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Frank 'from away' has written one of the longest emails ever sent here to Storyteller Central. He writes:
“John, I'm new to Maine and I'm slowly getting used to different things in Maine. We moved here from a southern state where lots of people live in mobile homes or 'trailers.' When grouped together - as they often are - the resulting community is called a 'trailer park.' You've probably read stories about southern trailers - the things that get banged around a bit every time there's a hurricane or a tornado. Some say it's Mother Nature's way of saying just what she thinks of these particular housing options.
Anyway, since moving to Maine I've noticed that you have your share of trailers here, too, but I've never heard about them getting blown around during bad weather. Why is that?”
Thanks for the e-mail, Frank.
I don't know where in the south you're from but someone once asked me: What do Florida hurricanes and Maine divorces have in common? The answer: In both cases some poor fella's going to lose his trailer.
All seriousness aside, Frank, ships have been a big part of Maine's history and although they're not 'trailers' ships are certainly examples of 'mobile homes.' Over the centuries hurricanes and other storms have taken many fine Maine ships do the bottom or slammed them to pieces on ledges. I guess that's the closest we come to feeling Mother Nature's wrath against our homes that move. Our 'trailers' on the other hand don't get treated too bad at all by Mother Nature.
My grandfather lived on board ships for long stretches of time during his life at sea and he used to say they moved constantly - even while in port tied to a dock.
When speaking of houses on land grandfather used to say all houses built in Maine liked to move around, too. Some move more than others, depending on who built them and where they were built.
He once said, You can put a house anywhere you want and over the years the rocks and ledges under that house will move and that means that the house on top of the ledges moves right along with them. They'll all keep moving around until rocks and ledges and house settle on where they want to be.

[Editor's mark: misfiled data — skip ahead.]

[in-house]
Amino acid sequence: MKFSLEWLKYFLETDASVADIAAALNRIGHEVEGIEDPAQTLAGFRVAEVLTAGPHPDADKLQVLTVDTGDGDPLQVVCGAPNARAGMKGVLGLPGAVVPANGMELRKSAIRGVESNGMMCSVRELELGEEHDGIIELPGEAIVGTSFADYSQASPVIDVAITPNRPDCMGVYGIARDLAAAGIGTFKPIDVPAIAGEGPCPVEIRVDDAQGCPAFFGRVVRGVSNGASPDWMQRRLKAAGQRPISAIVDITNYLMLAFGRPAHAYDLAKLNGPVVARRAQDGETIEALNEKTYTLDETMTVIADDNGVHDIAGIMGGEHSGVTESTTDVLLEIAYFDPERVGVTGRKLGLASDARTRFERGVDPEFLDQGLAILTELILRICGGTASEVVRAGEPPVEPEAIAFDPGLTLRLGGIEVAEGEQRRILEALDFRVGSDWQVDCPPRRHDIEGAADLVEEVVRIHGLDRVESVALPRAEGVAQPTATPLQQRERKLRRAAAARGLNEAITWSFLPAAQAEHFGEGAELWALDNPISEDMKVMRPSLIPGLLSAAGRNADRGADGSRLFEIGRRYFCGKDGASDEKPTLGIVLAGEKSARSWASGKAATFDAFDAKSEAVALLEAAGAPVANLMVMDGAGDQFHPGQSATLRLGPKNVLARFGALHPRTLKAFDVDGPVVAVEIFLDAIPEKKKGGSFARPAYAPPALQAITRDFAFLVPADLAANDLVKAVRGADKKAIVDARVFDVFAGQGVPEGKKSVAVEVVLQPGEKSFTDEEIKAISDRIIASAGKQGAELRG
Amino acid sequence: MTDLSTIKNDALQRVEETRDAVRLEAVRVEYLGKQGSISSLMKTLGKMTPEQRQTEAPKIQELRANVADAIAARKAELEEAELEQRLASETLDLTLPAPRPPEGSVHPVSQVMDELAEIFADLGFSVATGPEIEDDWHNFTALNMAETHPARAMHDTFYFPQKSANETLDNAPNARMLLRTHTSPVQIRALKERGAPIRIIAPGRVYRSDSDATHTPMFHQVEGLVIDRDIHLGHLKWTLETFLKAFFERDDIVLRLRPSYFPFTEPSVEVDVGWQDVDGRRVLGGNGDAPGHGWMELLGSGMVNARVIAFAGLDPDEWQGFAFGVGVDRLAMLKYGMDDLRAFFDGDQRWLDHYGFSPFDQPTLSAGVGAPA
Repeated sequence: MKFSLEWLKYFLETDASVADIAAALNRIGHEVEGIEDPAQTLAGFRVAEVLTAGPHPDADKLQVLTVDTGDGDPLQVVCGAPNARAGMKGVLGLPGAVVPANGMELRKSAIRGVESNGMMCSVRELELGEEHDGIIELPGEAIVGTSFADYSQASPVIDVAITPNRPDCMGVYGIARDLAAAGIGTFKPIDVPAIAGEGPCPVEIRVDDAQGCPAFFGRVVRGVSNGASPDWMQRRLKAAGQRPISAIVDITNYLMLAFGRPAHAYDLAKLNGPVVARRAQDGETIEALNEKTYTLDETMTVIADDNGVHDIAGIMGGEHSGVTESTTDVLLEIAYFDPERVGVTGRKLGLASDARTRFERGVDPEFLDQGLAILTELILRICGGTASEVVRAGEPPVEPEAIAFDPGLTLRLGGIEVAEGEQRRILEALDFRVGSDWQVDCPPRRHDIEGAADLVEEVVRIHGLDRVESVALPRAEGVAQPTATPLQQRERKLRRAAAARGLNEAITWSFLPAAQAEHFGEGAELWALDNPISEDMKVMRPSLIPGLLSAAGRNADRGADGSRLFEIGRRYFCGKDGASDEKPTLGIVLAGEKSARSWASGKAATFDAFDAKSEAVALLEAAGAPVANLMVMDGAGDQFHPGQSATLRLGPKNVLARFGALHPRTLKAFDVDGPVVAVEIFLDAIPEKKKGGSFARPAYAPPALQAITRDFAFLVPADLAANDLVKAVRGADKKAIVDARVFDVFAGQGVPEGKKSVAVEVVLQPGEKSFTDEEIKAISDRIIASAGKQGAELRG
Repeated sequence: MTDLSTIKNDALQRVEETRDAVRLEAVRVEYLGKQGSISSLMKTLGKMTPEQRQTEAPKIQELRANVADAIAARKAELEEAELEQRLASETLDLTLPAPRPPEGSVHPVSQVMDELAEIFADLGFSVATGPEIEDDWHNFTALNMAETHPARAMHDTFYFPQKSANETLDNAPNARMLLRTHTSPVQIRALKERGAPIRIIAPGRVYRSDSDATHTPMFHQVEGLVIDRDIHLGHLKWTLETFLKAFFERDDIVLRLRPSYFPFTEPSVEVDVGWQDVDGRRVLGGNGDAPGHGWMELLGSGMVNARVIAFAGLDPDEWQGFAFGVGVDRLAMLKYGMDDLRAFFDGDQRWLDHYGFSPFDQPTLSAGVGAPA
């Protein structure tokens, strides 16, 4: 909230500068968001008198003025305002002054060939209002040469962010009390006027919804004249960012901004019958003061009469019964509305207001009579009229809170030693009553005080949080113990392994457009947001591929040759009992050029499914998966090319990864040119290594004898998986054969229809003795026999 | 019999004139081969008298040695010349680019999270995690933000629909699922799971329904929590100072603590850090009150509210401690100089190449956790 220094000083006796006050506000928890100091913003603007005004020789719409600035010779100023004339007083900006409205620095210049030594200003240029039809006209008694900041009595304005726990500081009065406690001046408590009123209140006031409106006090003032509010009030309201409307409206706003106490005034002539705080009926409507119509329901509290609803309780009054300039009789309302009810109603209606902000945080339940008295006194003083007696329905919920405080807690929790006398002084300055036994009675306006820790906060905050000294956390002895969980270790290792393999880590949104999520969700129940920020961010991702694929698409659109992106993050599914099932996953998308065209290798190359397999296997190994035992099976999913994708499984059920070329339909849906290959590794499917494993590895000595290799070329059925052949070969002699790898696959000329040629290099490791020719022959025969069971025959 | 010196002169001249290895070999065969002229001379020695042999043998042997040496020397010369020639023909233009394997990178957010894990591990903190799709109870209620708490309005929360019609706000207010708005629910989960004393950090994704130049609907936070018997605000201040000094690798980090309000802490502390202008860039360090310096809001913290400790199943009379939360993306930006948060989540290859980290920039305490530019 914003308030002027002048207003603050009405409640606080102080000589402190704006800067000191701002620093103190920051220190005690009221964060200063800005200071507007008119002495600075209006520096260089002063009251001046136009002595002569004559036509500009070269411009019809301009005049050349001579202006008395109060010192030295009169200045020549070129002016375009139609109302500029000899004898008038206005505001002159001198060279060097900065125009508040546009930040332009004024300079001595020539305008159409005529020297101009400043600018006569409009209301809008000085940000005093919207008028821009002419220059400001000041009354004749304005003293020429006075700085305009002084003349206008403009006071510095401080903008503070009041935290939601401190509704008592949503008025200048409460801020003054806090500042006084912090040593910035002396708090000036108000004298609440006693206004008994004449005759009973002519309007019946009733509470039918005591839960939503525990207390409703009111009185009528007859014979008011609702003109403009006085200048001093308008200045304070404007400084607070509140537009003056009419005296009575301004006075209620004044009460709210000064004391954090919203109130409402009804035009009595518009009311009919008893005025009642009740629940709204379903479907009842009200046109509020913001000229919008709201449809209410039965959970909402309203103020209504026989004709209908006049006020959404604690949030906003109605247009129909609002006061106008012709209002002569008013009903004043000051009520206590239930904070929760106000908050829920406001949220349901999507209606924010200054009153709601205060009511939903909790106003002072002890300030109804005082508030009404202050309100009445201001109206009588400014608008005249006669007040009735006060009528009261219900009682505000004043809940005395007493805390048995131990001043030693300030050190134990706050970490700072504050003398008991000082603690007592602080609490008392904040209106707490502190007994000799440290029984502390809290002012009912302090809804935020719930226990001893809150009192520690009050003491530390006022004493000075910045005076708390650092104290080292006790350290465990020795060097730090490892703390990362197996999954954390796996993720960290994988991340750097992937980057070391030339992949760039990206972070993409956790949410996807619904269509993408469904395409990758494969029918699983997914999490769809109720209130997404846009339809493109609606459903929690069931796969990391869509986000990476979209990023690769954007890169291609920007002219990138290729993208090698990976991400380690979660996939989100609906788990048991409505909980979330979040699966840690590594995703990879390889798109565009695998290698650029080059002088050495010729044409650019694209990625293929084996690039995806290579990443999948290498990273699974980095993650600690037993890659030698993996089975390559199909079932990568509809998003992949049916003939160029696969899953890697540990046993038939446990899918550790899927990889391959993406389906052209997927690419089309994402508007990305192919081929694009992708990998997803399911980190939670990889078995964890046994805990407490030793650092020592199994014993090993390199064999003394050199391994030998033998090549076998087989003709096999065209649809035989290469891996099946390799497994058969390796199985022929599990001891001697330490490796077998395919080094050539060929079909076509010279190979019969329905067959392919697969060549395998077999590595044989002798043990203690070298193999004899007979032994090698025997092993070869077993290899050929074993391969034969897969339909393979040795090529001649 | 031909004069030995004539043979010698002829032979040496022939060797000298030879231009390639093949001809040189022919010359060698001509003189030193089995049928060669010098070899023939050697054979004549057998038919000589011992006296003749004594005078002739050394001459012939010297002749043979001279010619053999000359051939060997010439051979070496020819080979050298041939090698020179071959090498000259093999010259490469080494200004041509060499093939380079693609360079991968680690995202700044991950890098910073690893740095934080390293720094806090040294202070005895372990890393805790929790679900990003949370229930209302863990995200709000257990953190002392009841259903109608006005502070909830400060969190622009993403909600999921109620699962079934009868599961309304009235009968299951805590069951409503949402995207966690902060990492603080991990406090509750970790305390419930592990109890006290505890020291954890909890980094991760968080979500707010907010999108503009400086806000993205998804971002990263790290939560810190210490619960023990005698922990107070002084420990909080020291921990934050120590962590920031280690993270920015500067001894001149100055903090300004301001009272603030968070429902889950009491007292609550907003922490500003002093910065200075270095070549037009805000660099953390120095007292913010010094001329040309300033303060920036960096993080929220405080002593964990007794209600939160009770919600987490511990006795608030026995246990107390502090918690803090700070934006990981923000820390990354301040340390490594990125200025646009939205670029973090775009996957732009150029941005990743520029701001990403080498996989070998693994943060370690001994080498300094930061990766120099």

But I digress.
The idea of living in a real mobile home or trailer has never enjoyed wide acceptance among the majority, who prefer to live in what might be called stationary or 'immobile' homes. Maybe it goes back to the world's first mobile home dwellers - roaming bands of gypsies who traveled across Europe in horse-drawn 'mobile homes' as far back as the 1400s.
But before we go any further I have to straighten something out, Frank.
Makers of 'trailers' never liked the name so they began insisting that their creations be called 'mobile homes.' No matter what they were called everyone knew they were still trailers. Then, in 1980 Congress officially changed the 'trailer's' name from 'mobile home' to 'manufactured home.' But, like I said, no matter what any group tries to call them, they'll always be 'trailers' to the rest of us.
Historians tell us that America's first examples of domiciles that move were built in the 1870s and used as beachfront 'homes' on the Outer Banks of North Carolina. Knowing what would happen to a house left on the banks all winter the owners of these early mobile homes would hitch then up to a team of horses and move them inland.
As early as 1926 someone got the idea of hitching a 'trailer coach' behind an automobile and making a fast exit out of town. These first trailer coaches were used by families on camping trips. They were seen as a home away from home.
A strong demand for mobile homes began at the end of World War II when returning veterans needed housing that could be built quickly and cheaply. Mobile homes were not only cheap - in every sense of the word - but they could be hitched behind the family car and towed to where the jobs were - like someplace out of Maine.

John McDonald is a humorist and storyteller
who performs regularly throughout New England.
Contact John at or 899-1868.
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